The Scotch-Irish in Northern Ireland and the American Coloniesby Maude Glasgow. 1936 reprinted 1998 by Heritage Books, 1540-E Pointer Ridge Pl., Bowie MD 20716. xxi, 345 pp. Index. Softcover. $27.50 plus $4 p&h.
This book provides a fascinating look at Scotch Irish history in Ireland and North America. It is divided up into nine chapters: Irish history to the time of James I; the plantation and the Irish St. Bartholomew; continued persecution of dissenters and the Siege of Londonderry; Oakboys, Steelboys, Defenders and Orangemen; emigration to America; religious war; the union and home rule; Scotch-Irish in America and the Revolutionary War; the Scotch-Irish in America - many eminent names.
The way to access material in this book is through the table of contents. There is a brief outline followed by a more detailed description of the chapter contents and order. The index highlights only the major people and places, even then only mentioning the main sections where they occur. There are many people mentioned in the text that are not included in the index or table of contents. This is a major shortcoming for a reader looking for information concerning an individual.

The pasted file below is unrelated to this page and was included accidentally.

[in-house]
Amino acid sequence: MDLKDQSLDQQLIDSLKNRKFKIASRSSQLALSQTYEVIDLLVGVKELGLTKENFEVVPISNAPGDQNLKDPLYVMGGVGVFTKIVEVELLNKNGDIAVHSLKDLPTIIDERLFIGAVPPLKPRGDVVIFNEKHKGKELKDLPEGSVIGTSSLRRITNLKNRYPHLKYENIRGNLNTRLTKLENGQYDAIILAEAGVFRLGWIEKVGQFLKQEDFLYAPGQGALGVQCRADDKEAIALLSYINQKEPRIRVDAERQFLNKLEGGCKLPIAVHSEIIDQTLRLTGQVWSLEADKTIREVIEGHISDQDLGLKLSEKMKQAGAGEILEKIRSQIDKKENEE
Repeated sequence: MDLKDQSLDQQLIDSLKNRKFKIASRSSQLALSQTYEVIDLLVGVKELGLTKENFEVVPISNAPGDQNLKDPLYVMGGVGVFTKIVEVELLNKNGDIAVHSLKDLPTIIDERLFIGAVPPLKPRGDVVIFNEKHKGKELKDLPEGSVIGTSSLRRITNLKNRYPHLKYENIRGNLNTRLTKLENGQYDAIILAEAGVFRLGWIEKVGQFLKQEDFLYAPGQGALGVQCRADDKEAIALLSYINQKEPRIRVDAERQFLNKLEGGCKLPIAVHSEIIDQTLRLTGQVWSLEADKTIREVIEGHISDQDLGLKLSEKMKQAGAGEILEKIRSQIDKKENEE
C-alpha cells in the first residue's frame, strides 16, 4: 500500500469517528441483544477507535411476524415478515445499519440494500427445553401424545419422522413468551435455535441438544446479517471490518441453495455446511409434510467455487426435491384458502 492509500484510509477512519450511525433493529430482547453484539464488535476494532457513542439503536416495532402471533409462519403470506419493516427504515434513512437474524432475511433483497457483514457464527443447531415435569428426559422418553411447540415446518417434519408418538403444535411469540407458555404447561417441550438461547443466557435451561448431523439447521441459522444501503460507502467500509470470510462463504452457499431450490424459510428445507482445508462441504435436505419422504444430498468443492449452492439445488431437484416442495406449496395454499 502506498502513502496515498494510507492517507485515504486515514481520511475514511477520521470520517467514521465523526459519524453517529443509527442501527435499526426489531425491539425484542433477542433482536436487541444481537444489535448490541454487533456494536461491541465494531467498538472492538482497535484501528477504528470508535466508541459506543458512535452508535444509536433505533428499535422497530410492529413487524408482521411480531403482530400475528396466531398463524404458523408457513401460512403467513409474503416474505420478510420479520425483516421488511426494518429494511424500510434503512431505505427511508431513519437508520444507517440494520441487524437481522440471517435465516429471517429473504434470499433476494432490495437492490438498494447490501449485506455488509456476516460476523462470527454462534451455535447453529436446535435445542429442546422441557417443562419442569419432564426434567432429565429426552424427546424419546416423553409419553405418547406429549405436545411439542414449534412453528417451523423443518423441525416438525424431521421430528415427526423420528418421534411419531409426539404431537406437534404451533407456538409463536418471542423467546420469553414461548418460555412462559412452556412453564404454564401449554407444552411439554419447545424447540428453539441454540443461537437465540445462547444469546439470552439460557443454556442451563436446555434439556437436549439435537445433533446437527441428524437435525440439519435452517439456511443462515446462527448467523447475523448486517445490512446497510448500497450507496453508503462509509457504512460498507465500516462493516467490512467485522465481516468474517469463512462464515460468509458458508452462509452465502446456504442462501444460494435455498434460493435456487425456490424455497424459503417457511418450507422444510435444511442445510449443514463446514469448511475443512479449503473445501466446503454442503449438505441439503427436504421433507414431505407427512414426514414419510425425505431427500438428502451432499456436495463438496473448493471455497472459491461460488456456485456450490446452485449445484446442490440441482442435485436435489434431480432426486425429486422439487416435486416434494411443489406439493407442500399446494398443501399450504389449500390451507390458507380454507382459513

The book provides a good historical overview of the turbulent times for the Scots (and English) in Ireland highlighting the different time periods when the Presbyterians were persecuted and the Catholics were tolerated or accepted. The explanations and chronologies for the subsequent migrations to North America are provided. There are many important men named with their exploits or creations in the last chapter but they are not in alphabetical order and not indexed.
Reviewed by Paul Milner
BIGWILL v.7 no.5, 2000